Adam Isaiah Green, sociologist and theorist on gender issues, describes marriage as a stabilizing state in which legal impediments to separation provide a sense of security. As well, the state of marriage provides for a life structure in which the course of life is somewhat mapped out, despite ignoring the pitfalls that might come. As well, marriage binds sexual attraction to a stable social form, thus defining aspects of social interaction, creating frameworks for explaining behaviors, and providing for a sense of security. In studying the differences between the expectations of heterosexual men in comparison to those of homosexual men, heterosexual men had a far greater need to enter into marriage than did homosexual men. Heterosexual men found marriage to be a signifier of a reduction in sexual partner exchange, a controlling transition in the development of the libido, and transformation from the desire to retain bachelor hood to the desire to become engaged in a social connection in which procreation and monogamy were core elements of the attachment. However, Green did not find these transitions to be as important to homosexual men, thus suggesting that marriage did not provide the same social meaning as it did for heterosexual men.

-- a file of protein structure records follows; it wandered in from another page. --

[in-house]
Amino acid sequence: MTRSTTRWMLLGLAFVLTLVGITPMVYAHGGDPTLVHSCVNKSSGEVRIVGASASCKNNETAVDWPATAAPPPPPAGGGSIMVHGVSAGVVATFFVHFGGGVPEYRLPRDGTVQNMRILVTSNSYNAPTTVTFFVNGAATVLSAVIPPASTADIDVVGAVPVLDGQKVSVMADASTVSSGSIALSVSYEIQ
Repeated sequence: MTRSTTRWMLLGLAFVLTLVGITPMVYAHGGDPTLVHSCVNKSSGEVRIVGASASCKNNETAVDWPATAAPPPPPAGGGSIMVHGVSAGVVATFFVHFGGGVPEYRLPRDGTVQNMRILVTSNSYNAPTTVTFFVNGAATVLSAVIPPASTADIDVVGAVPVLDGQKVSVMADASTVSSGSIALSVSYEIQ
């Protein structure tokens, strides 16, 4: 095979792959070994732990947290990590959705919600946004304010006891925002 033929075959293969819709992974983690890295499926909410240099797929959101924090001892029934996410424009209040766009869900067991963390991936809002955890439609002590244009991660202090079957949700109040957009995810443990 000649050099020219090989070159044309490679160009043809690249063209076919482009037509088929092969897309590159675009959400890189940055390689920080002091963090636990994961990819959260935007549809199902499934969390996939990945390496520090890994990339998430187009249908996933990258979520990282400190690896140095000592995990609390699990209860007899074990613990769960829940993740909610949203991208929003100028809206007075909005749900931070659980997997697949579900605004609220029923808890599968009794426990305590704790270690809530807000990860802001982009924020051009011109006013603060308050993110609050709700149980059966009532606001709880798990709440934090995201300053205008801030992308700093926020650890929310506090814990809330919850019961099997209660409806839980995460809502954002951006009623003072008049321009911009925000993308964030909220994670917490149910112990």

Andrew Cherlin, from the department of sociology at John Hopkins University discusses the idea that by the changes in beliefs and behaviors in the last century, American marriage has undergone a deinstitutionalization. He defined this concept as “the weakening of the social norms that define people’s behavior in a social institution” (848). Two aspects of social behaviors have affected the concept of marriage. The first aspect that has weakened marriage is that of co-habitation, which resulted in marriage within 3 years 60% of the time in the 1970s, but by the 1990s had decreased to 33%. However, the other social relationship that has contributed to the deinstitutionalization of marriage is that of same-sex marriage. The idea of same-sex partners becoming bonded in marriage changes the social identity of marriage. Cherlin states that “Lesbian and gay couples who choose to marry must actively construct a marital world with almost no institutional support” (851). In doing so, they are constructing what sociologists refer to as a “family of choice”, which is a way of defining something that does not hold the same value as a traditional family structure (Cherlin). Lifestyle choice, while not invalid, does not constitute the same nature as socially constructed interrelations that have specific parameters in which to function. Society constructs its roles through specific frameworks, and those roles of husband and wife are defined as they relate to the opposite sex. There is no doubt that the roles of men and women within marriage have changed. Where once there was a distinct division, as in the ideology of separate spheres where the woman’s domain was the domestic sphere with the man’s domain that of the public sphere, those roles within spheres have been dramatically altered. In the past century, women have burst the bubble that prevented them from having the legal status in which to function in the public sector. While it might be said that men and women